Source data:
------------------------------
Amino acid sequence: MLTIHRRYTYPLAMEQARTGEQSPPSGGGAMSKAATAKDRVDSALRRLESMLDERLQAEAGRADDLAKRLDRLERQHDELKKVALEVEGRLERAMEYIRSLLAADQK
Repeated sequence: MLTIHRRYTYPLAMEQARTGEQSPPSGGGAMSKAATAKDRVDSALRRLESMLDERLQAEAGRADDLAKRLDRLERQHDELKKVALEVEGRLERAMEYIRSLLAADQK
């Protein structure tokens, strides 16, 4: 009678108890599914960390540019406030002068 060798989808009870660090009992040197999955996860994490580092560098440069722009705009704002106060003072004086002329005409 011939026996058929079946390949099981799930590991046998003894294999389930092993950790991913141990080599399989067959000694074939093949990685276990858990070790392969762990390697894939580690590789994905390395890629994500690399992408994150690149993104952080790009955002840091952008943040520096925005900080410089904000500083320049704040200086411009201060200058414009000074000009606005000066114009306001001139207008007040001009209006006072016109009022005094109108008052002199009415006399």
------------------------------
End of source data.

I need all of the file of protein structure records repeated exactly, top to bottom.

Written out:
Amino acid sequence: MLTIHRRYTYPLAMEQARTGEQSPPSGGGAMSKAATAKDRVDSALRRLESMLDERLQAEAGRADDLAKRLDRLERQHDELKKVALEVEGRLERAMEYIRSLLAADQK
Repeated sequence: MLTIHRRYTYPLAMEQARTGEQSPPSGGGAMSKAATAKDRVDSALRRLESMLDERLQAEAGRADDLAKRLDRLERQHDELKKVALEVEGRLERAMEYIRSLLAADQK
């Protein structure tokens, strides 16, 4: 009678108890599914960390540019406030002068 060798989808009870660090009992040197999955996860994490580092560098440069722009705009704002106060003072004086002329005409 011939026996058929079946390949099981799930590991046998003894294999389930092993950790991913141990080599399989067959000694074939093949990685276990858990070790392969762990390697894939580690590789994905390395890629994500690399992408994150690149993104952080790009955002840091952008943040520096925005900080410089904000500083320049704040200086411009201060200058414009000074000009606005000066114009306001001139207008007040001009209006006072016109009022005094109108008052002199009415006399």